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Two German missions, a Polish one, and another French one (in Tajikistan) are also operating, but they specialize in the pre- and proto-historical periods which are not covered in the present paper. The same remark applies the two Russian volumes, which however recommend themselves (even to those who do not read Russian) by their plates combining on a homogeneous scale selections of material representative from all regions and sub-periods.

Another decisive factor in the development of Sogdian studies has been the recent recognition of the Sogdian influx as a major factor in the cultural history of China in the Wei, Qi, Song and early Tang periods (fifth to eighth centuries) after many years of indifference or actual denial by Chinese scholars. Grenet, Frantz et collaborateurs: L’Asie centrale préislamique. Téhéran- Paris: Institut Français de Recherche en Iran, 1988 (Abstracta Iranica, volume horssérie 3) [reprint of reviews published in Abstracta Iranica 1-10, with supplement and indexes; continued, mainly by É.

In reality, Sogdian studies have never ceased being cultivated in the West since the beginning of the 20th century, but for the main part had been confined to philologists working on the text material brought back by the British, German, French, and Russian expeditions in the Tarim region. Drevneishie gosudarstva Kavkaza i Srednei Azii [The most ancient states of the Caucasus and Central Asia]. “The Sogdian Ancient Letter V.” Bulletin of the Asia Institute, 12 (1998 [2001]), 91-104. “The last days of Panjikent.” Silk Road Art and Archaeology, 8 (2002), 155-196. Osaka: The Society of Central Eurasian Studies, 1999. Sogdian and other Iranian inscriptions of the Upper Indus.

The Sogdian part of this material is now fully published, except for some stray fragments. Moscow: “Nauka,” 1985 (series Arkheologiia SSSR) Litvinskij, Boris A. Rahden / Westf.: Leidorf, 1998 (Archäologie in Iran und Turan, Bd. The two volumes of the UNESCO History of civilizations of Central Asia which cover the period under examination are very unevenly reliable and were loosely coordinated.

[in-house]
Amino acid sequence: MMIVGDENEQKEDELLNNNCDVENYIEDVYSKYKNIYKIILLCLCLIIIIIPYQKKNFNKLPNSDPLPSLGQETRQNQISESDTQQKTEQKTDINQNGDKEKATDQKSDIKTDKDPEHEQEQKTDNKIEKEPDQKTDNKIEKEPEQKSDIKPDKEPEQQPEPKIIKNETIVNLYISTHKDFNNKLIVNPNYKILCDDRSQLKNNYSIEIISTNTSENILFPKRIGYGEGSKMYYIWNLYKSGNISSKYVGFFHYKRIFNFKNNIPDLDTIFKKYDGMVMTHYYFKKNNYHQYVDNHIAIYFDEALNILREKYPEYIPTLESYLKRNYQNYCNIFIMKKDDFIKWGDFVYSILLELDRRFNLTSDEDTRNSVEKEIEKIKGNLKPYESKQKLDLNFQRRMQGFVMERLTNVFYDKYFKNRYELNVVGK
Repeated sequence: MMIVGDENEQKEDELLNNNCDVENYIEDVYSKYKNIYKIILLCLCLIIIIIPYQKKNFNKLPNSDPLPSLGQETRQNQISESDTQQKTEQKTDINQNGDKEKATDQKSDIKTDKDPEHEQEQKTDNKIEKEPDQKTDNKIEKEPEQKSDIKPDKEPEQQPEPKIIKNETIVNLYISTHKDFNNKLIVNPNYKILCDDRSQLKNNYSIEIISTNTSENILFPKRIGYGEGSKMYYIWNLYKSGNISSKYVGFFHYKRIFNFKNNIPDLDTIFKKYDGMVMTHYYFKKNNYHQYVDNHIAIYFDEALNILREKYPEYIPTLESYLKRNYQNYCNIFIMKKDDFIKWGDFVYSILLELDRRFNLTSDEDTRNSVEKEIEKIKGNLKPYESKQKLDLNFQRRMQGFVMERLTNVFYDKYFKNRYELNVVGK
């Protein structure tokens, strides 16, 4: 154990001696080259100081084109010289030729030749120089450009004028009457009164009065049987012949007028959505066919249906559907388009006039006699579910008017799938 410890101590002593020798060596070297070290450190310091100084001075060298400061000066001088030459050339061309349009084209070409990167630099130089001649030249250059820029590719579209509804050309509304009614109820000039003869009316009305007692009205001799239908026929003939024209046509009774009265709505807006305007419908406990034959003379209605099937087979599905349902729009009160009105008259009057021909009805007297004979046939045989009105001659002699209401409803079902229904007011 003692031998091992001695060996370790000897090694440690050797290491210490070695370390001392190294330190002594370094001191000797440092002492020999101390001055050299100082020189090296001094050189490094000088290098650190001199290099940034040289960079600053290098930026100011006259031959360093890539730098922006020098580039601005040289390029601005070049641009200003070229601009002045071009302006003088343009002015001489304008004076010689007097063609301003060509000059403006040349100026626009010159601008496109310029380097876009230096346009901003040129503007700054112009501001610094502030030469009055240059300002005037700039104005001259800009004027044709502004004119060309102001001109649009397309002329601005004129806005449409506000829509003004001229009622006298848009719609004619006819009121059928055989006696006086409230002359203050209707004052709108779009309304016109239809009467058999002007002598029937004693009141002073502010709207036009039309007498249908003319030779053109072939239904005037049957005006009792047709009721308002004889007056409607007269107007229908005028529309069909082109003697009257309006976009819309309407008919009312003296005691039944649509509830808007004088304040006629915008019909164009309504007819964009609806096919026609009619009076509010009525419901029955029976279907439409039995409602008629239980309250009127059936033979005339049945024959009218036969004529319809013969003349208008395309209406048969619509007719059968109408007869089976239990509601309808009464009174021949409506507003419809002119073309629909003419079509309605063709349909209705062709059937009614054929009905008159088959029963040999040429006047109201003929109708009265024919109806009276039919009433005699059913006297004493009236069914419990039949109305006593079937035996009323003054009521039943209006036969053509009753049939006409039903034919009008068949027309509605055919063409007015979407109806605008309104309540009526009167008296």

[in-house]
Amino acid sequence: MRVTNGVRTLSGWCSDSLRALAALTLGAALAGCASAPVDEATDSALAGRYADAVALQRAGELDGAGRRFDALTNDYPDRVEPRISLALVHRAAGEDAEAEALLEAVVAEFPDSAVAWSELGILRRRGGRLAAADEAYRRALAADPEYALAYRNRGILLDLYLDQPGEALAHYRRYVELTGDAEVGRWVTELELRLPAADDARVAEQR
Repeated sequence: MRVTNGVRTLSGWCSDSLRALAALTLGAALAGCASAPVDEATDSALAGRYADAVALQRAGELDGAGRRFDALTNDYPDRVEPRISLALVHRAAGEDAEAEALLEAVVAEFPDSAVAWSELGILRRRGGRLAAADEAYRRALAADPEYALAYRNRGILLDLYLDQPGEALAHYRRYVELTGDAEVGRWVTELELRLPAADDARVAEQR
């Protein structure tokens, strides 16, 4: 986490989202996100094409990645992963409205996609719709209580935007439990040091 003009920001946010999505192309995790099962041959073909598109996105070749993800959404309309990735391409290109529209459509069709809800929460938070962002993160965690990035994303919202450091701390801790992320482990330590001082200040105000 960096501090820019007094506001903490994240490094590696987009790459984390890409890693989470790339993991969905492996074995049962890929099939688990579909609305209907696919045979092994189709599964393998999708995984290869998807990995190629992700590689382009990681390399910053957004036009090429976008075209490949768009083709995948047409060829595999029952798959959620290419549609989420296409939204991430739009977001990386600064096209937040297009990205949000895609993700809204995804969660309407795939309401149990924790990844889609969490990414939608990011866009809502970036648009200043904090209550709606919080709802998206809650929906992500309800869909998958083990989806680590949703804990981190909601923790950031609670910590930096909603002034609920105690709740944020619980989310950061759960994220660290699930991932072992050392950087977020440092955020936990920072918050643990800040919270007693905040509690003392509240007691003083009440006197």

In contrast, Western museums had contained very few items from Sogdiana (mostly coins), and just a few of these objects originated from Sogdian colonies in China (the funerary reliefs from Anyang and the religious image from the Pelliot collection, only recently recognized as Sogdian). This inconvenience, does not, however, much affect the chapters concerning Sogdiana, which were entrusted to competent archaeologists, albeit too many (Mukhamedjanov, Litvinsky, Negmatov, Zadneprovskiy, Zeimal, Marshak, Zhang Guang-da). 4) References in Russian (marked by an asterisk) have been kept to a minimum, i.e. to materials which have not been channelled through a Western language. The main reason for the blossoming of Sogdian studies has been, on the one hand, better communication among the specialists involved, and, on the other hand, chance discoveries in China, which have added a new angle to the perception of the historical role of the Sogdians. Sims-Williams provides an update for Gershevitch’s Grammar which remains indispensable (not only for the Manichean variant of the Sogdian language). Archaeological information from the Soviet republics, hitherto very sparsely disseminated in Western publications, has quite suddenly become more abundant. Yutaka Yoshida has announced The Sogdian language, a textbook which will be most useful.

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